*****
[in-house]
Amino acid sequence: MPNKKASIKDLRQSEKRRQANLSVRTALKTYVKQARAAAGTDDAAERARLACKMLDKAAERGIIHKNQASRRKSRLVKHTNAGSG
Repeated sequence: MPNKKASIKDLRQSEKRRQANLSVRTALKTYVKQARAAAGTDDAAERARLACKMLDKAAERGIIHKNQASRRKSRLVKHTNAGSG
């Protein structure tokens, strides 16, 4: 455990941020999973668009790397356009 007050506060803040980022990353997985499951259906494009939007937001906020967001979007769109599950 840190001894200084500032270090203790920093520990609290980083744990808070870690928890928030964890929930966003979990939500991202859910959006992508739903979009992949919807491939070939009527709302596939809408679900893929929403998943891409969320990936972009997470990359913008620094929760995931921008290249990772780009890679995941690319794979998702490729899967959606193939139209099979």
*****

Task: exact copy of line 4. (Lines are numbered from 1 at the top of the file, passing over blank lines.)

């Protein structure tokens, strides 16, 4: 455990941020999973668009790397356009 007050506060803040980022990353997985499951259906494009939007937001906020967001979007769109599950 840190001894200084500032270090203790920093520990609290980083744990808070870690928890928030964890929930966003979990939500991202859910959006992508739903979009992949919807491939070939009527709302596939809408679900893929929403998943891409969320990936972009997470990359913008620094929760995931921008290249990772780009890679995941690319794979998702490729899967959606193939139209099979």